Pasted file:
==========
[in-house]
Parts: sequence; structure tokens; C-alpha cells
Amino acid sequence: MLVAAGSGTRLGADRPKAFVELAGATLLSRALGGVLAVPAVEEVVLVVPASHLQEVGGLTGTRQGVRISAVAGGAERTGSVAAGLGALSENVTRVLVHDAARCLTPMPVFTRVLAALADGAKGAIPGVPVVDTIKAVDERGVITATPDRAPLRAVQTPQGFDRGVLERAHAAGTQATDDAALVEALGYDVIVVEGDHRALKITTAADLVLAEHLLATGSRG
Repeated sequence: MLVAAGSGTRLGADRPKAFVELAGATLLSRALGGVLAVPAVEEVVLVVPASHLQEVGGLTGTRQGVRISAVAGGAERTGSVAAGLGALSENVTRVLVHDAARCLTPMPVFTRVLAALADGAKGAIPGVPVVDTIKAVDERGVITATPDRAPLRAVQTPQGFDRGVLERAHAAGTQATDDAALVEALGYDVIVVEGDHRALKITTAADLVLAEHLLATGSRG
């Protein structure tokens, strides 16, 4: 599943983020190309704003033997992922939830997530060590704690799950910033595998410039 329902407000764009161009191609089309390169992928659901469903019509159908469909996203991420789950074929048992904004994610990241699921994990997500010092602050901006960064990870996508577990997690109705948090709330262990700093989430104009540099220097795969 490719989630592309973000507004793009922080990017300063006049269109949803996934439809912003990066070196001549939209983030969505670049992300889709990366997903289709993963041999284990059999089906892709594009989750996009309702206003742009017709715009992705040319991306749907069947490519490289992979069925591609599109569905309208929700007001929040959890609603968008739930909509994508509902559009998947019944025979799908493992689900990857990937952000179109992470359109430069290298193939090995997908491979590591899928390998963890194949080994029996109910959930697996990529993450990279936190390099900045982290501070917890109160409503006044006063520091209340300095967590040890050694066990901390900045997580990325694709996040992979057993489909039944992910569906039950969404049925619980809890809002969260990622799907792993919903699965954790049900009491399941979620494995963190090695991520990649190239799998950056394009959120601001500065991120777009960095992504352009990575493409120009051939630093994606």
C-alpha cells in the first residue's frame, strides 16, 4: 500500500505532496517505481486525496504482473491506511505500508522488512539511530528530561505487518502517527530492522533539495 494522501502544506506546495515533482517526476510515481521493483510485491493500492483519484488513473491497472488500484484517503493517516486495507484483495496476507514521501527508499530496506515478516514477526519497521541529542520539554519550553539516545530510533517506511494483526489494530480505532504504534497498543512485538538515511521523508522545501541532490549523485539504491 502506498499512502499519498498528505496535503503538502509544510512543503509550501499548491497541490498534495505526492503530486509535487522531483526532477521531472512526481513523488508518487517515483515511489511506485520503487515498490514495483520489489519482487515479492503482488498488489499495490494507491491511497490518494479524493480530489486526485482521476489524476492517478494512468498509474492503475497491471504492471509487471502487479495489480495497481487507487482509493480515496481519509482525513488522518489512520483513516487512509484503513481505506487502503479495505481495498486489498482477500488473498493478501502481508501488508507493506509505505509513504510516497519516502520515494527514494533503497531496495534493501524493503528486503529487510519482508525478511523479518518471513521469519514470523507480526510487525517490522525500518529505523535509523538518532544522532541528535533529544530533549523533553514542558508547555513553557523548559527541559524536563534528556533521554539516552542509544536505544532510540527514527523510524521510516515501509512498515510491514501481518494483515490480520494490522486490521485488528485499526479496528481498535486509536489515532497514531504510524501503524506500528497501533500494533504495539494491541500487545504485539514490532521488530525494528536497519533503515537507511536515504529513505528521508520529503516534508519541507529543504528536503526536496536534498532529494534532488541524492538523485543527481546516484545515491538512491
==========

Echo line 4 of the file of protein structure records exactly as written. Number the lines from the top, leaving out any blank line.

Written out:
Repeated sequence: MLVAAGSGTRLGADRPKAFVELAGATLLSRALGGVLAVPAVEEVVLVVPASHLQEVGGLTGTRQGVRISAVAGGAERTGSVAAGLGALSENVTRVLVHDAARCLTPMPVFTRVLAALADGAKGAIPGVPVVDTIKAVDERGVITATPDRAPLRAVQTPQGFDRGVLERAHAAGTQATDDAALVEALGYDVIVVEGDHRALKITTAADLVLAEHLLATGSRG